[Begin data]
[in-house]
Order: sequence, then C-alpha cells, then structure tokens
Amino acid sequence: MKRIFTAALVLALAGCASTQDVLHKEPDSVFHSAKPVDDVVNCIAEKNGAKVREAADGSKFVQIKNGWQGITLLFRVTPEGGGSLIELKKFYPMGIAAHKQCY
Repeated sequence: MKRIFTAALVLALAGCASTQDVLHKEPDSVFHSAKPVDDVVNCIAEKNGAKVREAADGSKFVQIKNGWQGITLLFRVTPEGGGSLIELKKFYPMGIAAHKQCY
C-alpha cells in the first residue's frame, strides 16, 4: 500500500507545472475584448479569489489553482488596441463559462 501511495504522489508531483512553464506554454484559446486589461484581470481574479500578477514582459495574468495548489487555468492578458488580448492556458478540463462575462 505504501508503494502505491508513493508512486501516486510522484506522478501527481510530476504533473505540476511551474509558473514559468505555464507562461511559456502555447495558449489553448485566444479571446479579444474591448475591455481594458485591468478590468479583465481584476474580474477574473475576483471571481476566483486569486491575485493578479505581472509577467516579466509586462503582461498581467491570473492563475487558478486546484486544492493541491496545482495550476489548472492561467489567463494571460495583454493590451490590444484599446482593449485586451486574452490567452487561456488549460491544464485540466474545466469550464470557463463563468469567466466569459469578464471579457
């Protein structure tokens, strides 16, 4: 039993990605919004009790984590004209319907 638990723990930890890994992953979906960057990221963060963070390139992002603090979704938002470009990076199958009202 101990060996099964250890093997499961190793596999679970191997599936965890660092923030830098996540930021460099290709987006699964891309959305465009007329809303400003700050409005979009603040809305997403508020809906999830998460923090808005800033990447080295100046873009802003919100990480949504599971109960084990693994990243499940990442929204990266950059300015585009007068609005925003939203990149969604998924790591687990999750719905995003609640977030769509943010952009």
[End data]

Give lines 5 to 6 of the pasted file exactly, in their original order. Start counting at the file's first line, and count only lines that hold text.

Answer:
C-alpha cells in the first residue's frame, strides 16, 4: 500500500507545472475584448479569489489553482488596441463559462 501511495504522489508531483512553464506554454484559446486589461484581470481574479500578477514582459495574468495548489487555468492578458488580448492556458478540463462575462 505504501508503494502505491508513493508512486501516486510522484506522478501527481510530476504533473505540476511551474509558473514559468505555464507562461511559456502555447495558449489553448485566444479571446479579444474591448475591455481594458485591468478590468479583465481584476474580474477574473475576483471571481476566483486569486491575485493578479505581472509577467516579466509586462503582461498581467491570473492563475487558478486546484486544492493541491496545482495550476489548472492561467489567463494571460495583454493590451490590444484599446482593449485586451486574452490567452487561456488549460491544464485540466474545466469550464470557463463563468469567466466569459469578464471579457
């Protein structure tokens, strides 16, 4: 039993990605919004009790984590004209319907 638990723990930890890994992953979906960057990221963060963070390139992002603090979704938002470009990076199958009202 101990060996099964250890093997499961190793596999679970191997599936965890660092923030830098996540930021460099290709987006699964891309959305465009007329809303400003700050409005979009603040809305997403508020809906999830998460923090808005800033990447080295100046873009802003919100990480949504599971109960084990693994990243499940990442929204990266950059300015585009007068609005925003939203990149969604998924790591687990999750719905995003609640977030769509943010952009």